What is Chapter 13 Bankruptcy?

» Posted by on May 19, 2015 in Bankruptcy | 0 comments

Life can be unpredictable, and there are certain situations when one find themselves in the throes of financial difficulties. Whether it’s sudden unemployment or a serious medical condition in the family, people can easily lose their capacity to manage debts and other similar financial obligations at the blink of an eye. As a result, the government offers solutions to help individuals facing issues with their finances. By filing bankruptcy, the U.S. federal courts can grant to have a person’s debt be discarded or impose a debt repayment plan that are both aimed to help them regain financial control and stability. One option specifically meant for individuals are delineated under Chapter 13 of the U.S Bankruptcy Code.

A Chapter 13 bankruptcy is also referred to as a wage earner’s plan. When it is granted by the court to a debtor, Chapter 13 enables an individual receiving regular income to restructure their debt payments through a plan that will allow them to repay what they owe in regular installments over the course of three or five years. This new payment scheme is meant to allow for more leeway as an individual settles their debts through enabling them to make more affordable payments over a significant period of time. Unlike a Chapter 7 bankruptcy, those who petition for a wager earner’s plan will no longer have to see their assets or properties liquidated. It also allows sole proprietors to continue running their business and use the profits they earn to meet their regular payments according to schedule.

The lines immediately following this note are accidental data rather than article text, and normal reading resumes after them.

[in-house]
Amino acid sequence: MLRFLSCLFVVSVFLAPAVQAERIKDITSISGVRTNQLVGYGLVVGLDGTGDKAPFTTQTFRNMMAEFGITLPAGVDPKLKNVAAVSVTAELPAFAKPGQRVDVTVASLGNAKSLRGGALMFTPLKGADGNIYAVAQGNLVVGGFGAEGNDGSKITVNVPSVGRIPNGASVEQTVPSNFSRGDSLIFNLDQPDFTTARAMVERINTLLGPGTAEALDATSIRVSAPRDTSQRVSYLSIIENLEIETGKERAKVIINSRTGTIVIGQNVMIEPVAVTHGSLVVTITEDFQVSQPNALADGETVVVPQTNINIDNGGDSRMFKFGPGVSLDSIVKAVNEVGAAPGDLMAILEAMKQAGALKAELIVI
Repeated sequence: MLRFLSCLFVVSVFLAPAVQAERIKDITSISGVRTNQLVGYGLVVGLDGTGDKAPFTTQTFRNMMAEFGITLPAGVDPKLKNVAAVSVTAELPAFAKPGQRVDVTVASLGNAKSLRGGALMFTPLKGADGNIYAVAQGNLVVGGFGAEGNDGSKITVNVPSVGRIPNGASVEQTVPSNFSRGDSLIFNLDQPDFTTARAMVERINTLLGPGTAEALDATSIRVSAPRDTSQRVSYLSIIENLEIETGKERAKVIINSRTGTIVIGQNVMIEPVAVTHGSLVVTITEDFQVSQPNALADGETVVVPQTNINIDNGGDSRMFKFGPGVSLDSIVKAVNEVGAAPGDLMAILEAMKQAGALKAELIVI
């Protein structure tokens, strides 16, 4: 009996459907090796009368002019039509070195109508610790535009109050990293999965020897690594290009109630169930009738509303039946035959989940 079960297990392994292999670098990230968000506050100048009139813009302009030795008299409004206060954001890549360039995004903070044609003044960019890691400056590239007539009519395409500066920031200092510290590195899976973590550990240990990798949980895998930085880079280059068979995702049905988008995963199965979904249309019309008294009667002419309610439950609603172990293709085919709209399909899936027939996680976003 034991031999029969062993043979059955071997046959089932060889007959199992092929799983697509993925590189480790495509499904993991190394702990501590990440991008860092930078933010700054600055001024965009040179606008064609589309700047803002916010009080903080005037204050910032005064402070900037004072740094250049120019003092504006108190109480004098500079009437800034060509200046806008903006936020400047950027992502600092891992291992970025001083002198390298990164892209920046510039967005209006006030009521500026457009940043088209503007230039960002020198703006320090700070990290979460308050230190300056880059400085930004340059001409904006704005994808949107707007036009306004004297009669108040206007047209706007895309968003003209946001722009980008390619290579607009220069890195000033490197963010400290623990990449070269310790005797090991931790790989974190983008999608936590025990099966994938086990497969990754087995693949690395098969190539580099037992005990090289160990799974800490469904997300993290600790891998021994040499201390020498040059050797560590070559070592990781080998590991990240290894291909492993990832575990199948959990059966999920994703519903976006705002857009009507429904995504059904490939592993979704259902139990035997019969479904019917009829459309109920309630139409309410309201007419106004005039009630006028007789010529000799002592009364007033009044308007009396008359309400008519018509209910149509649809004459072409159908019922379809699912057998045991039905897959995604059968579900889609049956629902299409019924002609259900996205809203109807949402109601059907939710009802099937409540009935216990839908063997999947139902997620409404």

Anyone who petitions for a Chapter 13 bankruptcy will also be granted by the court with an automatic stay, which is a court order that prohibits creditors from taking any sort of action with regards to the debtor’s remaining balance. This means that debtors will be protected from harassing phone calls, emails, and any other form of contact. An automatic stay will also prevent creditors from filing lawsuits, attempting to repossess or foreclose properties and assets, as well as taking any other legal action against the debtor. Other benefits of filing a Chapter 13 bankruptcy includes the possibility of having the total loan amount reduced and the discharging of particular debts.

According to the website of Gagnon, Peacock & Vereeke, P.C., eligibility for this type of bankruptcy depends on several factors. The most important thing is to know whether one’s situation can be best helped by Chapter 13. For more information, contact an experienced bankruptcy lawyer in your area.

Submit a Comment

Your email address will not be published. Required fields are marked *


You may use these HTML tags and attributes: <a href="" title=""> <abbr title=""> <acronym title=""> <b> <blockquote cite=""> <cite> <code> <del datetime=""> <em> <i> <q cite=""> <s> <strike> <strong>